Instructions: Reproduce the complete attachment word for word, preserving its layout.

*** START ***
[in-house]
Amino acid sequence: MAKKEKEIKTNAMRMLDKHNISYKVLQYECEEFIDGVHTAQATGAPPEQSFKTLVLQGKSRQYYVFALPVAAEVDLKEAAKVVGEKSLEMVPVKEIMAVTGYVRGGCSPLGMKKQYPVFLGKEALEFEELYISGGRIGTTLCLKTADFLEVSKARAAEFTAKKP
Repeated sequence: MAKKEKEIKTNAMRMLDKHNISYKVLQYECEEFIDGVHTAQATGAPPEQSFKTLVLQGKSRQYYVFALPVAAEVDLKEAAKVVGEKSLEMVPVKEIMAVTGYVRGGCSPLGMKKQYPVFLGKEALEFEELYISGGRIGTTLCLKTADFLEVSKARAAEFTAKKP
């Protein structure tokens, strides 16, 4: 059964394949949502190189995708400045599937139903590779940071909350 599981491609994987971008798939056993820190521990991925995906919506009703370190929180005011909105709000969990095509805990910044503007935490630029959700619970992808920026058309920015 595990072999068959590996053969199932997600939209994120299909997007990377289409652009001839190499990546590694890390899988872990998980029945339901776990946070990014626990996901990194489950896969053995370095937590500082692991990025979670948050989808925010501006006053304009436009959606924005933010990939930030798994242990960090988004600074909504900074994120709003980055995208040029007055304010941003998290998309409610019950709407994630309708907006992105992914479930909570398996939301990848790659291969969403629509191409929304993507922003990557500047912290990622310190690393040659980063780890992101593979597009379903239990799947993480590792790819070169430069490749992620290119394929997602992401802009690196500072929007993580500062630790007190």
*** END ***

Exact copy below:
[in-house]
Amino acid sequence: MAKKEKEIKTNAMRMLDKHNISYKVLQYECEEFIDGVHTAQATGAPPEQSFKTLVLQGKSRQYYVFALPVAAEVDLKEAAKVVGEKSLEMVPVKEIMAVTGYVRGGCSPLGMKKQYPVFLGKEALEFEELYISGGRIGTTLCLKTADFLEVSKARAAEFTAKKP
Repeated sequence: MAKKEKEIKTNAMRMLDKHNISYKVLQYECEEFIDGVHTAQATGAPPEQSFKTLVLQGKSRQYYVFALPVAAEVDLKEAAKVVGEKSLEMVPVKEIMAVTGYVRGGCSPLGMKKQYPVFLGKEALEFEELYISGGRIGTTLCLKTADFLEVSKARAAEFTAKKP
């Protein structure tokens, strides 16, 4: 059964394949949502190189995708400045599937139903590779940071909350 599981491609994987971008798939056993820190521990991925995906919506009703370190929180005011909105709000969990095509805990910044503007935490630029959700619970992808920026058309920015 595990072999068959590996053969199932997600939209994120299909997007990377289409652009001839190499990546590694890390899988872990998980029945339901776990946070990014626990996901990194489950896969053995370095937590500082692991990025979670948050989808925010501006006053304009436009959606924005933010990939930030798994242990960090988004600074909504900074994120709003980055995208040029007055304010941003998290998309409610019950709407994630309708907006992105992914479930909570398996939301990848790659291969969403629509191409929304993507922003990557500047912290990622310190690393040659980063780890992101593979597009379903239990799947993480590792790819070169430069490749992620290119394929997602992401802009690196500072929007993580500062630790007190």